Designing and building rocket engines is the sole purpose of Colorado-based startup Ursa Major, and it’s getting noticed. Propulsion capabilities are crucial to widening our gateway to space, and the better they are, the more we can explore. From its outset, company founder and former propulsion engineer at SpaceX and Blue Origin, Joe Laurienti, understood the need to optimize the unique part creation of engines for launch and hypersonic applications. Since then, the startup has focused its attention on cutting-edge 3D printing techniques that helped create and power a new generation of space vehicles.
In the last few years, Ursa Major has raised over $133 million in funding over eight rounds––it’s latest being $85 million from a Series C round––and has ramped up production with the recent acquisition of its facilities and property at Berthoud, Colorado. Driven by a budding private aerospace industry, Ursa Major plans to become the Rolls Royce or GE of rocket engines. As a third-party propulsion manufacturer, the startup can focus exclusively on its engines which are already “pushing technology to the edge of possibility,” as the company states on its website while lowering the cost and risks of the most expensive, time-consuming, and risky aspect of space launch.
One of its recurring clients is Phantom Space, a new space transportation provider developing micro-satellite, small satellites, and propulsion systems launch services. Since its inception in 2019, Phantom has relied on rocket engine supplier Ursa Major and has now announced an order for more than 200 of its rocket engines. The contract includes the company’s 5,000-pound thrust Hadley engines, capable of launching orbital and suborbital vehicles, and the new 50,000-pound thrust Ripley engines, which can provide a boost propulsion solution for vehicles intended for space orbit.
Ursa Major’s first batch of Hadley engines will power Phantom’s integrated hot fire test of its Daytona rocket in June 2022 at Spaceport America in New Mexico, with an orbital launch slated for 2023, just three years after Phantom Space was formed, and representing the shortest time to orbital flight on record. The Daytona is a mass-manufactured expendable two-stage rocket that can transport satellites and other space cargo up to 450 kg in mass into Earth orbit and beyond.
Much like Ursa Major expects to become the go-to rocket engine manufacturer, Phantom Space wants to be the “Henry Ford of rockets,” making enough spacecraft to launch 100 missions a year. The Arizona-based launch company’s ambitious schedule for the next decade would help lower access barriers to space through mass manufacturing in the U.S., democratizing access to space, and creating a more affordable space economy, which is basically what most of the new space startups are aiming for.
Under the terms of the agreement, Ursa Major will supply hundreds of its Hadley engines in different configurations, including ground test and upper-stage vacuum variants, as well as numerous Ripley engines for planned upgrades to the Daytona vehicle.
Phantom will use Hadley and Ripley in launch configurations optimized for cost, performance, time-to-market, and reliability. For example, the first iteration of Daytona will have nine Hadley engines for its first stage and a single Hadley for its upper stage. Alternatively, an upgraded Daytona will debut in 2024 using a single Ripley engine on the first stage with a Hadley engine for the upper stage. While the larger Laguna rocket, set for 2025, will be powered by a combination of Ripley and Hadley engines to increase the mass performance of the vehicle.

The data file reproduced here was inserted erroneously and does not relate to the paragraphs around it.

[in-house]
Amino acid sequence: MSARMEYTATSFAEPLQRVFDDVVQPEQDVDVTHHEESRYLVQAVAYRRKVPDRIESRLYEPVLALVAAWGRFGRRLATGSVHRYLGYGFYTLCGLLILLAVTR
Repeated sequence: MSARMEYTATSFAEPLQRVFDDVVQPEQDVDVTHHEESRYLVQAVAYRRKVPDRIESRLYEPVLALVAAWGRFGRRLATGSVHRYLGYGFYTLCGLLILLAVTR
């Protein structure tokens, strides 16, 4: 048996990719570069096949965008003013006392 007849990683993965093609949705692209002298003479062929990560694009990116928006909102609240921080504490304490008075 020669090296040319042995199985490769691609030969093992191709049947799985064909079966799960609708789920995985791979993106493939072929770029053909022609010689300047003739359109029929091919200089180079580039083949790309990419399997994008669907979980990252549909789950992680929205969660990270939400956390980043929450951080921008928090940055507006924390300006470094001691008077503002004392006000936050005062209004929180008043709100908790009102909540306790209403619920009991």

Commenting on the deal, Phantom Space CEO Jim Cantrell said his company’s strategy leverages a mature US-only supply chain to deliver the lowest cost US-built small launch vehicle on the market.
“Ursa Major is a core component of this strategy with flight-ready, reliable, high-performance engines that are configurable for not only our workhorse Daytona and Laguna launch vehicles but also a family of enhanced future launch configurations. Ursa Major’s combination of affordability and a ‘get it done’ attitude has made them a complete pleasure to work with,” highlighted Cantrell.
At its Berthoud site, the Ursa Major team designs, engineers, and assembles the engines before testing them. The company has produced dozens of propulsion systems throughout the last two years, predominantly using direct metal laser sintering (DMLS) 3D printing technology, computer-aided design, and proprietary alloys. In 2020, the company expanded its test facilities with the grand opening of the UB01 control center and activated its second test stand, where an upgraded version of the Hadley engine ran for thousands of seconds. To date, Ursa Major engines have accumulated more than 35,000 seconds of run-time; more than a standard engine is tested before the first flight.
Through this new agreement, the companies are breaking away from the long-established process of purchasing engines from Russia or Ukraine (which are no longer available) or building engines in-house at a great expense, as some of the largest aerospace companies currently do. Instead, the deal is part of what Laurienti describes as a reimagining of the US space industry, with the “revolutionary assumption” that the nascent sector can have “virtually on-demand access to domestically made, high-performing, affordable, and reliable propulsion.”
With this deal, Phantom and Ursa Major will add critical launch capacity to the market at a time when several record-sized orders for launch vehicles have appropriated available launch capacity over the next decade.
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